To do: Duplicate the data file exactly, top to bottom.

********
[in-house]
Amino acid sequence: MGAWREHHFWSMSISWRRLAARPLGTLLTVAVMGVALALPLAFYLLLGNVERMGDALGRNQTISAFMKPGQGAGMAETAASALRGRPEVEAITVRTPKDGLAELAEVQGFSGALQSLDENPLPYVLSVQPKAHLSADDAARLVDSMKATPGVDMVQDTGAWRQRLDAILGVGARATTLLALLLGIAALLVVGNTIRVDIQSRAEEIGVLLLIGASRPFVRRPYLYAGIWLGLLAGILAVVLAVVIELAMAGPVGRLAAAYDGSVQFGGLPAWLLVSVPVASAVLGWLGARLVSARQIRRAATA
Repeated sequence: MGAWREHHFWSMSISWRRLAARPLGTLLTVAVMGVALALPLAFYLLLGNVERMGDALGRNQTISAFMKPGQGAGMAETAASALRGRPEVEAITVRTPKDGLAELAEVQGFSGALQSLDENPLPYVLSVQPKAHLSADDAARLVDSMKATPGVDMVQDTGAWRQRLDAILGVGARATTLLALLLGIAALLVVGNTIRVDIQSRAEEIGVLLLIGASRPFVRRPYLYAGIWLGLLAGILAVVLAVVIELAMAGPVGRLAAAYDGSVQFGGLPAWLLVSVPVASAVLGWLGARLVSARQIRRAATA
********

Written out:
[in-house]
Amino acid sequence: MGAWREHHFWSMSISWRRLAARPLGTLLTVAVMGVALALPLAFYLLLGNVERMGDALGRNQTISAFMKPGQGAGMAETAASALRGRPEVEAITVRTPKDGLAELAEVQGFSGALQSLDENPLPYVLSVQPKAHLSADDAARLVDSMKATPGVDMVQDTGAWRQRLDAILGVGARATTLLALLLGIAALLVVGNTIRVDIQSRAEEIGVLLLIGASRPFVRRPYLYAGIWLGLLAGILAVVLAVVIELAMAGPVGRLAAAYDGSVQFGGLPAWLLVSVPVASAVLGWLGARLVSARQIRRAATA
Repeated sequence: MGAWREHHFWSMSISWRRLAARPLGTLLTVAVMGVALALPLAFYLLLGNVERMGDALGRNQTISAFMKPGQGAGMAETAASALRGRPEVEAITVRTPKDGLAELAEVQGFSGALQSLDENPLPYVLSVQPKAHLSADDAARLVDSMKATPGVDMVQDTGAWRQRLDAILGVGARATTLLALLLGIAALLVVGNTIRVDIQSRAEEIGVLLLIGASRPFVRRPYLYAGIWLGLLAGILAVVLAVVIELAMAGPVGRLAAAYDGSVQFGGLPAWLLVSVPVASAVLGWLGARLVSARQIRRAATA